The Obama administration is all set to prepare to unveil a law-making proposal that would see a far-reaching overhaul of the National Security Agency’s ‘not so secret’ bulk phone records program. The change would, if approved by Congress, end the main aspect that has caused the most alarm amongst privacy advocates since the program was leaked last year, according to senior admin officials.
Under the new proposal the N.S.A. would end its systematic collection of data regarding the domestic calling habits of the country’s citizens. The records would stay in the hands of phone companies instead of the NSA. The phone companies would not be required to retain the data for any longer period of time than they normally would do. The N.S.A. could only obtain specified records by using a new kind of court order that was granted from a judge.
President Obama said in a speech in January of this year, that he wanted to get the N.S.A. out of the business of collecting call records in bulk while preserving the program’s abilities. The president acknowledged that there was no easy way to do so and had instructed Justice Department and intelligence officials to come up with a plan by March 28, 2014 when the current court order which authorizes the program expires.
The N.S.A. currently retains the phone data for a five-year period. But the administration considered and rejected imposing a mandate on phone companies that they hold on to their customers’ calling records for a period longer than the 18, this was a heavy burden that the companies had resisted. A senior administration official said that intelligence agencies had concluded that the operational impact of that change would be small because older data is less important.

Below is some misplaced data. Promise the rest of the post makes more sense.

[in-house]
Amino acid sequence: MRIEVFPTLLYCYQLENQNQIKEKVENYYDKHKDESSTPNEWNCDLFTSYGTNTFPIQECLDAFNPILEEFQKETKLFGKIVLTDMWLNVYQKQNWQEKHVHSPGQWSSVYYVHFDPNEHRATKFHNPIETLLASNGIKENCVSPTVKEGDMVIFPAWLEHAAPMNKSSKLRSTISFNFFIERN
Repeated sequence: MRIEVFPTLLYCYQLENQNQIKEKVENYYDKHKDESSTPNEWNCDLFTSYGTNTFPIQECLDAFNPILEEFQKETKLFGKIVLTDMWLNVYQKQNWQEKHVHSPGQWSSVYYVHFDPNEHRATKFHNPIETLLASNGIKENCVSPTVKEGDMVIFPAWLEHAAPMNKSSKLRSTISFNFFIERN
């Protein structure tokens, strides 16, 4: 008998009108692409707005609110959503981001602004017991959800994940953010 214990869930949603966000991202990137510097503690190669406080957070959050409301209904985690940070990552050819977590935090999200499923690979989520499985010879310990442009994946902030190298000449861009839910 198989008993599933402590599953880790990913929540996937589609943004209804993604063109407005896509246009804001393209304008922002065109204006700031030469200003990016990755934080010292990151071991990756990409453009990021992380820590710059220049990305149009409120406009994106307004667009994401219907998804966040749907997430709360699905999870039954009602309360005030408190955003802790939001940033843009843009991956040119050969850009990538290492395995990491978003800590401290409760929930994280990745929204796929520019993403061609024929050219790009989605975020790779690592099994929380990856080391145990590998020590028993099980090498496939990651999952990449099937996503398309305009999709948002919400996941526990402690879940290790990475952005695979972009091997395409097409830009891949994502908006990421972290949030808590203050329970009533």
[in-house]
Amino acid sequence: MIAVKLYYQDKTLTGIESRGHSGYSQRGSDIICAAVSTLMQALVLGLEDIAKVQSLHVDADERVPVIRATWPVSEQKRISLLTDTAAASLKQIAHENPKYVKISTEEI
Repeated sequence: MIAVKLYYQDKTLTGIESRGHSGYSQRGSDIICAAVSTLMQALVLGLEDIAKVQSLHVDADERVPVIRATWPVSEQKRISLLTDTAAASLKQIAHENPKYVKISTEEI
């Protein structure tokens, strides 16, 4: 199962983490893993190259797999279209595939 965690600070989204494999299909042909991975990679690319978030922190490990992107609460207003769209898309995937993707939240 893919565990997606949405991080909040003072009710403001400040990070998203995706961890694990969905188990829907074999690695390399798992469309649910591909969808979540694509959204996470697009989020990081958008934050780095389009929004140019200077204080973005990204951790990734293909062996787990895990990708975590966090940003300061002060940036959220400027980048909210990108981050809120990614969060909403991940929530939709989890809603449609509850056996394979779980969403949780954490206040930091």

The N.S.A. uses the call records program, known as the 215 program, after Section 215 of the Patriot Act, to analyze links between callers in an effort to identify hidden terrorist associates, if they exist. Executive director of the Electronic Privacy Information Center, Marc Rotenberg, said the administration’s proposal were a “sensible outcome, given that the 215 program likely exceeded current legal authority and has not proved to be effective.” Rotenberg would like to see more overhauls to other surveillance authorities, but he said the proposal was “significant” and addressed the major concerns with the program.
What do you think? Will the change really make that much of a difference? Will it make people feel at ease with the current levels of surveillance by the National Security Agency? As always, if you would like to leave a sensible comment, then please do so in the comments section below.
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